Uniphyllin continus prolonged release tablets contain the active ingredient theophylline. Theophylline is a type of medicine called a xanthine bronchodilator. It is used to open the airways.
Theophylline causes the muscles surrounding the airways to relax, by a mechanism that is not fully understood. This allows the airways in the lungs to open.
In conditions where the airways tighten, such as asthma or chronic obstructive pulmonary disease (COPD, eg emphysema and chronic bronchitis) , it is difficult for air to get in and out of the lungs. By opening the airways, theophylline makes it easier to breathe.
Uniphyllin continus tablets are designed to release the theophylline slowly over 12 hours. They are taken as a regular twice daily treatment to help keep the airways relaxed and open all the time. The tablets should be swallowed whole, as crushing or chewing them will stop the prolonged release action from working.
Theophylline also stimulates the heart muscle, and Uniphyllin continus tablets are also licensed for treating heart failure.
This medicine should not be used if you are allergic to one or any of its ingredients. Please inform your doctor or pharmacist if you have previously experienced such an allergy.If you feel you have experienced an allergic reaction, stop using this medicine and inform your doctor or pharmacist immediately.
Certain medicines should not be used during pregnancy or breastfeeding. However, other medicines may be safely used in pregnancy or breastfeeding providing the benefits to the mother outweigh the risks to the unborn baby. Always inform your doctor if you are pregnant or planning a pregnancy, before using any medicine.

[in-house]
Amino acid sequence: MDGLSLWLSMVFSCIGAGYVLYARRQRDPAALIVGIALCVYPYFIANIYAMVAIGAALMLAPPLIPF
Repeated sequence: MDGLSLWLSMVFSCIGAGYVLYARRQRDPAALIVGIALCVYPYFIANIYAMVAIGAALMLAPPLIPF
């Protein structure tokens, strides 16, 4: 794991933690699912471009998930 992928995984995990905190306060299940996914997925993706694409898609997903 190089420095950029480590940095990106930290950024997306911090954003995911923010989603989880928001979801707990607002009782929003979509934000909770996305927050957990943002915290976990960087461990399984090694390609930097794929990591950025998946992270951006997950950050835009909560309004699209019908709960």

Medicines and their possible side effects can affect individual people in different ways. The following are some of the side effects that are known to be associated with this medicine. Because a side effect is stated here, it does not mean that all people using this medicine will experience that or any side effect.
The side effects listed above may not include all of the side effects reported by the drug's manufacturer.For more information about any other possible risks associated with this medicine, please read the information provided with the medicine or consult your doctor or pharmacist.
It is important to tell your doctor or pharmacist what medicines you are already taking, including those bought without a prescription and herbal medicines, before you start treatment with this medicine. Similarly, check with your doctor or pharmacist before taking any new medicines while taking this one, to ensure that the combination is safe.
Children must not take ephedrine (a decongestant found in some cough and cold remedies) while taking theophylline.
The following medicines may increase the blood level of theophylline; your doctor may need to reduce your theophylline dose if you take any of these in order to avoid side effects:
The following medicines may decrease the blood level of theophylline; your doctor may need to increase your theophylline dose if you take any of these, in order to make sure the theophylline is effective:
Theophylline may decrease the blood levels of the following medicines, which may reduce their effects:
Theophylline should not normally be taken with beta-blockers such as propranolol, as these can cause the airways to narrow, thus opposing the effects of theophylline.
There may be a risk of seizures if ketamine is taken with theophylline.
Theophylline may oppose the sedative effects of benzodiazepines, eg diazepam, clonazepam.
The level of thyroid hormones in the body affects the way the body handles theophylline. If you have high thyroid hormone levels and start treatment to lower them, eg with medicines such as carbimazole, propylthiouracil or radioactive iodine, your doctor may decrease your theophylline dose. If you have low thyroid hormone levels and start treatment with thyroxine, your doctor may increase your theophylline dose.
Theophylline may potentially decrease the amount of potassium in the blood. If it is taken in combination with any of the following medicines, which can also lower potassium in the blood, the risk of a low blood potassium level (hypokalaemia) is increased:
A low blood potassium level can have serious effects, which is why people with severe asthma, who may be taking several of these medicines, should have their blood potassium level monitored regularly.